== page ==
BBO is located 25 kms from Broome, at the end of Crabb Creek road in Roebuck Bay. The turn off to Crabb Creek road is about 9kms east of Broome. "You can't miss it", were the famous last, cheerful, words of the BBO staffer over the phone.
Early the next day, and 20 kms down the highway later, I realised that I may have become the first person ever to miss the only turn off to the right for a long way. Thanks to a dose of adrenalin for adventure, I was up early enough to find a take away flat white coffee (thanks to Blooms café), buy plasters for my feet (just in case), get lost and still make it to the BBO with enough time to collect the binoculars. Outback road, Broome, WA
BBO was established in 1988 as a research and education facility by Birds Australia ("Australia's peak scientific and recreational birding organisation"). Roebuck Bay is said to have more than 800,000 birds visit annually. Terek sandpiper, Xenus cinereus (Roebuck Bay, Broome, WA)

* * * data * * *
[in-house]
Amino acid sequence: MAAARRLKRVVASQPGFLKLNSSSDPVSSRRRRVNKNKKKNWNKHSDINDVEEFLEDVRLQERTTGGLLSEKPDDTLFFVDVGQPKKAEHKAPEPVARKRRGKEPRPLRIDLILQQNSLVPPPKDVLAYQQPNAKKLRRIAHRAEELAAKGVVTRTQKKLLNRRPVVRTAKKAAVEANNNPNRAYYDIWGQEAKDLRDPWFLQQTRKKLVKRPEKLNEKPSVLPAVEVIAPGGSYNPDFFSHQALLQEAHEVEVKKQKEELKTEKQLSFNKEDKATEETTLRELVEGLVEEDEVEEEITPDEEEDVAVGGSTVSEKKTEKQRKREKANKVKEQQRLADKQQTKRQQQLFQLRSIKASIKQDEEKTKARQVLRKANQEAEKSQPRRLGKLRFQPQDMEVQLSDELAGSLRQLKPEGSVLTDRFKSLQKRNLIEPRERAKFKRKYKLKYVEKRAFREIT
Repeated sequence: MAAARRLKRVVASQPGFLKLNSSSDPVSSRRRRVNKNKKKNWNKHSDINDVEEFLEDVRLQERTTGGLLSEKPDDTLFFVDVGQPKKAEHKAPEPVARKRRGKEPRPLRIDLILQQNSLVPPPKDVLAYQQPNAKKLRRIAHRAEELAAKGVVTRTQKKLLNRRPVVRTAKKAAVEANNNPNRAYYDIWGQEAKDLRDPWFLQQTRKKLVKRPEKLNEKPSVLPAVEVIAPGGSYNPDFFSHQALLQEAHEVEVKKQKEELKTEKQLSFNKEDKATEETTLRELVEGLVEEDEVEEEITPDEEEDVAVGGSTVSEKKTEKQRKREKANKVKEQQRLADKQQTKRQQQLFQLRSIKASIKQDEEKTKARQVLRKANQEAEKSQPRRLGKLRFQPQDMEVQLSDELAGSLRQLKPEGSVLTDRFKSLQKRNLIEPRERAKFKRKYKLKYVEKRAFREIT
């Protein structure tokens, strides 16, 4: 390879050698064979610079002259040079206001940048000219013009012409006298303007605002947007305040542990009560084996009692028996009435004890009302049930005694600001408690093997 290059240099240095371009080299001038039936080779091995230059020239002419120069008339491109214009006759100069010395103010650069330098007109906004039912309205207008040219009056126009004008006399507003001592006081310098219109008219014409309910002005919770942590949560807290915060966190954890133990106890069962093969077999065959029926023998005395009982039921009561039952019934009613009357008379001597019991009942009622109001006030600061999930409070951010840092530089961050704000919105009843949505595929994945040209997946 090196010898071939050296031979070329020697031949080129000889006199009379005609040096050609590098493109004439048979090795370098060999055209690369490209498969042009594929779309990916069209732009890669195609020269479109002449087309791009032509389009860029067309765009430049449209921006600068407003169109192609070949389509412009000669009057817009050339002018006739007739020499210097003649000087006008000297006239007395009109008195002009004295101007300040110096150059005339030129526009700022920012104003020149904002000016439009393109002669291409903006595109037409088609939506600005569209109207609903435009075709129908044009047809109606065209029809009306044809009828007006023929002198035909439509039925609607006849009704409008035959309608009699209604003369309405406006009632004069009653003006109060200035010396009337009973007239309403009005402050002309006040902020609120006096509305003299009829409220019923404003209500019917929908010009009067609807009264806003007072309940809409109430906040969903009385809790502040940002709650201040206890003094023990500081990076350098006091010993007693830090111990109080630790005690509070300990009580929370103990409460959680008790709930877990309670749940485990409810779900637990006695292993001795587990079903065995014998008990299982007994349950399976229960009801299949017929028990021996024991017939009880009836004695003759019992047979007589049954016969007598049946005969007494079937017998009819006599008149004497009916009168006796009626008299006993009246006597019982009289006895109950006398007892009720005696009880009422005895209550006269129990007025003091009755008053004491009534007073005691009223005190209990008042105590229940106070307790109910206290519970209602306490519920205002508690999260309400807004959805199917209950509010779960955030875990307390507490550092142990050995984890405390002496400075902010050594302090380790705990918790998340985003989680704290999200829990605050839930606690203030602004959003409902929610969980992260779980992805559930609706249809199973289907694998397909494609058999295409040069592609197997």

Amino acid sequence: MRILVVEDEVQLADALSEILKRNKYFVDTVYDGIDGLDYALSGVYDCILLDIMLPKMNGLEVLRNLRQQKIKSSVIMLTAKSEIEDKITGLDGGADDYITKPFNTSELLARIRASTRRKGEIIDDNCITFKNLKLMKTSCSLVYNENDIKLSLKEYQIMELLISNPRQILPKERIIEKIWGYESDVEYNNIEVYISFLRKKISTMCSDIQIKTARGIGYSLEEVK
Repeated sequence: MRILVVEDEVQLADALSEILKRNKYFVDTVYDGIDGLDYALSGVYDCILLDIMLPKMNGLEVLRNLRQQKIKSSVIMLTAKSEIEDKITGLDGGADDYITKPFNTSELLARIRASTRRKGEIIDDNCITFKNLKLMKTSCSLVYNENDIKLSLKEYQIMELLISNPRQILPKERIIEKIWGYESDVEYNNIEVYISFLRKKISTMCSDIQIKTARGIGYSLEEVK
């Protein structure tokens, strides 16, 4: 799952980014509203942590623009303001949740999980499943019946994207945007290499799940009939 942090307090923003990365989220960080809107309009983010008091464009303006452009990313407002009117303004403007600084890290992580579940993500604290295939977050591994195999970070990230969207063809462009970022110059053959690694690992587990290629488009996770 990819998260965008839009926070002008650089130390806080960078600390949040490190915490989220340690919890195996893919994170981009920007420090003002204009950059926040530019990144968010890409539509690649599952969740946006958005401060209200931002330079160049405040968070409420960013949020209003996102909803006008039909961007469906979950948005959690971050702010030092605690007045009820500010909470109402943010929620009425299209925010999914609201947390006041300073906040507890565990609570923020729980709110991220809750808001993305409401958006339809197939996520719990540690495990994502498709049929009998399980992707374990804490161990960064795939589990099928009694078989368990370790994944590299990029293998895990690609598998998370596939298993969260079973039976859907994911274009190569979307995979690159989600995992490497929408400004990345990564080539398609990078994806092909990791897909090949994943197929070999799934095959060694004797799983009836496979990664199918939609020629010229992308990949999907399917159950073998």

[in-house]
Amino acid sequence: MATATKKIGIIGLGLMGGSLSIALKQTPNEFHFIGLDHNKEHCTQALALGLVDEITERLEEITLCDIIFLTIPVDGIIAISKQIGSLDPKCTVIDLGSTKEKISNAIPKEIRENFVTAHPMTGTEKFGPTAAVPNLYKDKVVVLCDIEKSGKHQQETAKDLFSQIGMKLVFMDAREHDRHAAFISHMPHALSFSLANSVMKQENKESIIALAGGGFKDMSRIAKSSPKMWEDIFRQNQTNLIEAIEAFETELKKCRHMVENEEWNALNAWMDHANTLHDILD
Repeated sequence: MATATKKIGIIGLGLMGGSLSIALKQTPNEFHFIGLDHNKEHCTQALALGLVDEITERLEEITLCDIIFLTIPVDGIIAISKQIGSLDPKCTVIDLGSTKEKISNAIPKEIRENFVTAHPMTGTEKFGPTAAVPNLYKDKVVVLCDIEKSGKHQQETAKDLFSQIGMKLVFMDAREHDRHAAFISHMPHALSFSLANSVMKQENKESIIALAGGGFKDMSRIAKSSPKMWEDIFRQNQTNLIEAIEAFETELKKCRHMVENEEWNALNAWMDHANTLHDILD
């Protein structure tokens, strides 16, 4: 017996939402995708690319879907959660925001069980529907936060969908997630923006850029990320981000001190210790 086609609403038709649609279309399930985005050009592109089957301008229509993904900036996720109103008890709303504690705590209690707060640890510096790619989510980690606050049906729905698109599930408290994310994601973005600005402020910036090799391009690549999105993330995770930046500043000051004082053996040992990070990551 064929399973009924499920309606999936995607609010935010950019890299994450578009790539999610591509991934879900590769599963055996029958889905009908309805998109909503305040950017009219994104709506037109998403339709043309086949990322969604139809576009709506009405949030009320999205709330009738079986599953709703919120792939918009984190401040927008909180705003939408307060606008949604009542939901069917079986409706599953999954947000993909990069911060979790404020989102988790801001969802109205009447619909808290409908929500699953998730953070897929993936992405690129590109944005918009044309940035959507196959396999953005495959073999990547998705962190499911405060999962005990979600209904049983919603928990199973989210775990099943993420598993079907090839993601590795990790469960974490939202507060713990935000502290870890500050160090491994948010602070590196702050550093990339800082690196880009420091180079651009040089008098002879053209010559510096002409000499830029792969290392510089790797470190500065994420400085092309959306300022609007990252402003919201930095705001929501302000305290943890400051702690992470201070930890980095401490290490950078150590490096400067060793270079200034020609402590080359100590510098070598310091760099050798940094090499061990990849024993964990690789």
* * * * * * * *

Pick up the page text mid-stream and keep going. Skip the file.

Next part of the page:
We jumped into the BBO van with our guide, Pete Collins, who was armed with a sense of humour, as well as an impressive pair of telescopes. Over the next two and a half hours we visited different spots on the nearby shoreline, such as Wader Beach and Richard's Point, characterised by striking red rocks, ochre mudflats and opaque waters. Whilst we had missed the peak migration period, which is from late March to early April, we still saw hundreds of birds resting on the beach or doing a routine fly-past, including black-winged stilts, gull-billed terns, bar-tailed godwits and great knots. Pete proved experienced, knowledgeable and ready to answer any question about the birds and their incredible annual journey. Broome Bird Observatory, Roebuck Bay, WA